Regular readers may remember me mentioning in the story on my fake folding roof in the January issue that the seat upholstery for my '46 pickup was underway. It was, it arrived, and it's in the cab. But before we come to the seat, let's backtrack a little. I'm by no means an upholsterer, but I do like to attempt most jobs on my cars myself, and not just because I'm a cheapskate either, but because I want to try my hand at them.
However, budget is a consideration, and the interior is always the last part of a project, meaning the budget's already either broken, or under severe strain. So I figured I'd attempt a budget interior, and I'm pretty pleased with the result, physically and financially.
First up was the dashboard. The chrome trim was worn out and peeling, the old gold 'flake steering wheel had seen better days, an accessory gauge set hung where the speaker should live, and the dash panel itself had a gaping hole a radio once called home, as well as an Appleton-style spotlight hole. From my parts stash I dug out a matching set (well, the bezels matched and they all had black faces!) of Stewart-Warner and Sun oil, temp, and volt gauges, modified the dash to accept them, and welded up the remaining holes. After painting the dash to match the rest of the truck, I installed a new chrome dash trim set and three-spoke steering wheel from Speedway Motors. Dash? Done!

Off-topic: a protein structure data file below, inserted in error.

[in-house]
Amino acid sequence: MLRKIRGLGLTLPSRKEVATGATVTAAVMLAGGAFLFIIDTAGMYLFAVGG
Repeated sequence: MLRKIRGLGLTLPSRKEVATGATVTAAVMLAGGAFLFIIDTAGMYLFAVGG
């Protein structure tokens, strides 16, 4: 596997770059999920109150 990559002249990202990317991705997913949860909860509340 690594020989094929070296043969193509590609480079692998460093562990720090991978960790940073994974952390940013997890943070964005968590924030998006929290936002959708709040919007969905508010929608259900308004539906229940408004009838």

Next up were the door and kick panels. Some Masonite and a jigsaw made light work of the panels, covered with premade tuck 'n' roll with heat embossed pleats from a local upholstery supply house. A personal pet peeve is seeing screw heads in upholstery, so all fasteners were hidden using plastic trim clips, such as those used in late models. The same upholstery was used on the transmission tunnel, before some cast-off carpet from a friend's Suburban project was cut, trimmed, and put to use on the floors.
Speaking of pet peeves, another is seeing the top of a seat back or headrests in an old car above the beltline, so the $25 junkyard-sourced Aerostar minivan third seat had a few inches removed from its risers, prior to new mounts being welded on. I chose this seat as not only was it the right width and came with integral seatbelts (I have a pre-teenage son), but it tilts forward for access to the battery, toolkit, and spare wheel. EZ Boy Interiors (part of the LeBaron Bonney company) stitched a cover to suit. The pleats on the seat cover are stitched, not heat embossed, and each section is stitched to foam then assembled, so the upholstery is completely foam backed. Numerous styles and colors are available, with illustrations on the company's website. Simple to fit, the cover completes the interior, transforming what was obviously an old minivan seat into something infinitely more stylish!